To prevent Windows 7 from automatically running a chkdsk command on the Windows XP partition, do the following:

  1. Start Windows 7.
  2. Run “Command Prompt”.
  3. Type this command:
    chkntfs /X D:

    (where D: is the drive letter assigned to the Windows XP partition)

I suggest doing the same under Windows XP to prevent Windows XP chkdsk from being run on the Windows 7 partition (not sure if anything bad will happen but let’s not find out).

If you were affected by this chkdsk issue, there is a way to recover. Just let the Windows 7 chkdsk complete. Once chkdsk is done, follow these steps to reset the Windows XP permissions:

  1. Start Windows XP and log in as the “administrator” user.
  2. If you see only the mouse cursor and an empty desktop, do the following:
    • Hit Ctrl-Alt-Del (with the Macbook keyboard, you will also need to hold down the Fn key) to launch the Task Manager.
    • Go to menu “File->New Task”, type in “explorer”, and hit Ok. The start bar and desktop icons should appear.
  3. Open “My Computer”.
  4. Go to menu “Tools->Folder Options->View” and uncheck “Use simple file sharing (Recommended)”. This is necessary so you can see the Security tab in the properties for drives and folders. Hit Ok.
  5. Back in “My Computer”, right-click on the C: drive and select “Sharing and Security…”.
  6. Click on the Security tab and then the Advanced button near the bottom-right.
  7. Double-check that the “Administrators” group has “Full Control” permission set. If not, then set it. (If your normal user account is not an administrator account, you may need to recreate it once these steps are completed.)
  8. Check the “replace permission entries on all child objects with entries shown here that apply to child objects” box.
  9. Hit Apply and say Yes to the security warning popup dialog. The permissions on all the folders and files on the C: drive will now be reset to give full control to Administrators.
  10. Once the permission reset is complete, test that permissions are valid by right-clicking on “My Computer”, selecting Manage and then Disk Management. It should show you the drives and partitions.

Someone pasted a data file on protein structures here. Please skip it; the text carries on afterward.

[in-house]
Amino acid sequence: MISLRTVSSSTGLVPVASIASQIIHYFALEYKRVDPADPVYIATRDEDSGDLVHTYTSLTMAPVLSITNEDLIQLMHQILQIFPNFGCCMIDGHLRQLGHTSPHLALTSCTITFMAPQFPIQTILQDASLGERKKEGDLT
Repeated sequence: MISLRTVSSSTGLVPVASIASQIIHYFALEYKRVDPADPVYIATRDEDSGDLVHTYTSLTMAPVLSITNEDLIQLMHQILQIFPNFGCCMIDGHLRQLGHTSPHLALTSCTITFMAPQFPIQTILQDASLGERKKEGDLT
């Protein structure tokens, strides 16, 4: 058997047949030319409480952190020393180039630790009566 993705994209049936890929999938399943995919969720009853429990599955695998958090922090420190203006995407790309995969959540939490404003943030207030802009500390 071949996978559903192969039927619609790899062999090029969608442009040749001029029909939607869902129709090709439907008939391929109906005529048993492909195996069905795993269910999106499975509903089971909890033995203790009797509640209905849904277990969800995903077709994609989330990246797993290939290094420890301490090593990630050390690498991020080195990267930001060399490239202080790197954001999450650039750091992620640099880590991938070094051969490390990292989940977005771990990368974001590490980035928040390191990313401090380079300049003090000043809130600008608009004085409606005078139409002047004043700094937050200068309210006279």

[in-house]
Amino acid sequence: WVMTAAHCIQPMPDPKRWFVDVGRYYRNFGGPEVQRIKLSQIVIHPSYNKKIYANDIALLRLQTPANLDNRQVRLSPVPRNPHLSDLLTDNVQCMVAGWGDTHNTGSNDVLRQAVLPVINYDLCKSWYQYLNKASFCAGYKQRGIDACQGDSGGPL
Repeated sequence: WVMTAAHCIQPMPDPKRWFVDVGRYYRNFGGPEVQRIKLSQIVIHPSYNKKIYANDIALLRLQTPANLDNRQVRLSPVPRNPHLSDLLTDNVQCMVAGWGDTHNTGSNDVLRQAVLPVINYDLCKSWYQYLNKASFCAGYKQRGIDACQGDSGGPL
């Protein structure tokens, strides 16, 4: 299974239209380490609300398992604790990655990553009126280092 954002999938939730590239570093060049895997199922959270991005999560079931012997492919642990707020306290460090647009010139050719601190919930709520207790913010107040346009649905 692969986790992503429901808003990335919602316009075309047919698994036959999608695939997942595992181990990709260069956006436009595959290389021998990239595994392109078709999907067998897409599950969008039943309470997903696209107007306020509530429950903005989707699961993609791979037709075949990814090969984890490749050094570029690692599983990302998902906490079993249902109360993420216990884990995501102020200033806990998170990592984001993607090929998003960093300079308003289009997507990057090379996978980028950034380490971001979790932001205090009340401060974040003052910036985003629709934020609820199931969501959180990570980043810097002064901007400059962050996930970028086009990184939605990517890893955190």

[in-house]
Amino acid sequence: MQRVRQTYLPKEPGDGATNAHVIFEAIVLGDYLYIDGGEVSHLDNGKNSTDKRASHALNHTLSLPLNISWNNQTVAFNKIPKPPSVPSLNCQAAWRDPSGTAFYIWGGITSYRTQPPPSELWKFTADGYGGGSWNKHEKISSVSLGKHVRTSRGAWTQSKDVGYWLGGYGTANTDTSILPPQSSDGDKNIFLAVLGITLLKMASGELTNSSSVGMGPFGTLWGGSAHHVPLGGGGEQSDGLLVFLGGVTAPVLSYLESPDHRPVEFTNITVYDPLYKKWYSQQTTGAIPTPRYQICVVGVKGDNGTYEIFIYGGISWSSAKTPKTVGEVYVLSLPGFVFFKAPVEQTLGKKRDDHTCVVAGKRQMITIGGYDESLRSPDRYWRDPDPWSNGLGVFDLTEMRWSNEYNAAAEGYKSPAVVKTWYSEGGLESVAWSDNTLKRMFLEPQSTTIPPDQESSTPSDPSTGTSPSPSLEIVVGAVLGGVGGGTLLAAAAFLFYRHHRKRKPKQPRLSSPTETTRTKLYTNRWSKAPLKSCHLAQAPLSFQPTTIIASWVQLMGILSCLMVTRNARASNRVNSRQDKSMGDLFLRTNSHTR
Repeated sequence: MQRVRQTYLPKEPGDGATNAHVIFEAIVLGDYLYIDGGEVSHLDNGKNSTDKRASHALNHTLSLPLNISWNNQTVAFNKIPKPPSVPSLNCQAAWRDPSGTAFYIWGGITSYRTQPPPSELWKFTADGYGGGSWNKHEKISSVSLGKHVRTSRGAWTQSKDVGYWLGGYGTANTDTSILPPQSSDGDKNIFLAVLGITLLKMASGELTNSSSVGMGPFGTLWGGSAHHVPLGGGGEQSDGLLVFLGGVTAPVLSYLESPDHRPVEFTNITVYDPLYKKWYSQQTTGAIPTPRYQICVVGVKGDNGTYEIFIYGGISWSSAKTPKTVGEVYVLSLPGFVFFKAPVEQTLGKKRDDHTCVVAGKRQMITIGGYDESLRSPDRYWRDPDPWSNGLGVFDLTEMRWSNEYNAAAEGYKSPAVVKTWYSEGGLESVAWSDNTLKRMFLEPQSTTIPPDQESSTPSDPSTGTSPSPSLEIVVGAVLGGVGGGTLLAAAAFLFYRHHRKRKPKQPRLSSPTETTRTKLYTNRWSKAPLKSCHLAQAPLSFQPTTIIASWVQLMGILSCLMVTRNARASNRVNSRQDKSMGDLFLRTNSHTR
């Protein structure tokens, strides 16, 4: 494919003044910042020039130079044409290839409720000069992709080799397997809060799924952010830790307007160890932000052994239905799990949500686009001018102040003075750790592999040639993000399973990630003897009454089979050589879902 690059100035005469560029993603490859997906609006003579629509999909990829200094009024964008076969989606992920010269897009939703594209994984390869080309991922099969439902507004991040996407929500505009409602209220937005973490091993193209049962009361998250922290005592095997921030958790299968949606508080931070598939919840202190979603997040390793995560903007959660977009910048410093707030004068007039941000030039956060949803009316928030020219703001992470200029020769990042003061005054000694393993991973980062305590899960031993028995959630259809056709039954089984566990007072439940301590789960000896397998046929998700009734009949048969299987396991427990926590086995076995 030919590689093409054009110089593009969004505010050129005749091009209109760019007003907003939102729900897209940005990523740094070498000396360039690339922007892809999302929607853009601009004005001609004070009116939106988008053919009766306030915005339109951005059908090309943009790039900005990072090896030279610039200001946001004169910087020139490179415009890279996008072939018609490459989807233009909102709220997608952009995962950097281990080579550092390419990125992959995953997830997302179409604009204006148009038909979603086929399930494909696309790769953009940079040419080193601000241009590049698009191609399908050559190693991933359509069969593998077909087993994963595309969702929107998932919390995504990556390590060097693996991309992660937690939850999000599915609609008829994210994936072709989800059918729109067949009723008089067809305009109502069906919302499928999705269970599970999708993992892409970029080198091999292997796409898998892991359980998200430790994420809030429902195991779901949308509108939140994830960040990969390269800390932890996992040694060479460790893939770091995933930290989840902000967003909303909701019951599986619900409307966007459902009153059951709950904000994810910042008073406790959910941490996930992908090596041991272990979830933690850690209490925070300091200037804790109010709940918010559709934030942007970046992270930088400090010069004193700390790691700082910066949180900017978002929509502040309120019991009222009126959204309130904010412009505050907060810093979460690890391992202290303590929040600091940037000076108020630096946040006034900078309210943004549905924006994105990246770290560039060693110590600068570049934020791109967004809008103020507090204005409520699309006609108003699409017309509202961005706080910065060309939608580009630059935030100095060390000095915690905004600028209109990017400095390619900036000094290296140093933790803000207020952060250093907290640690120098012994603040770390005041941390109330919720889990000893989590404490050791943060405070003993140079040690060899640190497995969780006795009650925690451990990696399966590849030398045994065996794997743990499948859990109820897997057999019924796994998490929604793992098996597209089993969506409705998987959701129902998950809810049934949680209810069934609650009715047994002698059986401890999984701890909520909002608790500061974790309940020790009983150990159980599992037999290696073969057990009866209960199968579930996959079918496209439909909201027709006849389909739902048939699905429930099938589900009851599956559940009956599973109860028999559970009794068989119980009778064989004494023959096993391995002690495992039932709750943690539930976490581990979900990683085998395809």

Windows 7 may also break the Windows XP Recycle Bin. If this occurs, on startup, Windows 7 will prompt you with “The Recycle Bin on D:\ is corrupted. Do you want to empty the Recycle Bin for this drive?” Answer yes or no. The fix for this is to delete the Windows XP Recycle Bin (Windows XP will re-create it):

  1. While running Windows 7, launch the Command Prompt.
  2. Type the following commands to delete the Windows XP Recycle Bin, supposing that the D: drive is the Windows XP partition.
    D:
    rmdir /s /q $RECYCLE.BIN
    rmdir /s /q RECYCLER

You can also do the above while running Windows XP in Safe Mode; just don’t switch to the D: drive because that would probably be the Windows 7 partition under Windows XP.

Leftovers

Surprisingly, Mac OS X 10.6 can read the NTFS drives and Windows XP and 7 can read the Mac’s HFS+ (aka Mac OS Extended) drive. The latter is enabled by the Boot Camp driver installation on Windows. Unfortunately, write access is not allowed for either case.

If you are using VMware Fusion and was able to load the old Windows 7 Boot Camp installation (which we deleted as part of the triple boot process) previously, you can load the new Windows 7 partition with a simple change. Before running VMware Fusion, delete the outdated subfolder (which has a strange name like “%2Fdev%2Fdisk0”) under the “~\Library\Application Support\VMware Fusion\Virtual Machines\Boot Camp” folder. When VMware Fusion next runs, it will regenerate the necessary info to be able to load the new Windows 7 partition. (I’m not sure if there is a way for VMware Fusion to load the new Windows XP partition also.)

I found a hint that the rEFIt boot icon labels can be renamed. So instead of “Boot Windows from Partition 3”, the icon could say “Windows 7”. And instead of “Boot Windows from Partition 4”, the icon could say “Windows XP”. Unfortunately, I couldn’t find the specific instructions anywhere on how to accomplish this.

I wish you success in getting your Mac computer to triple boot.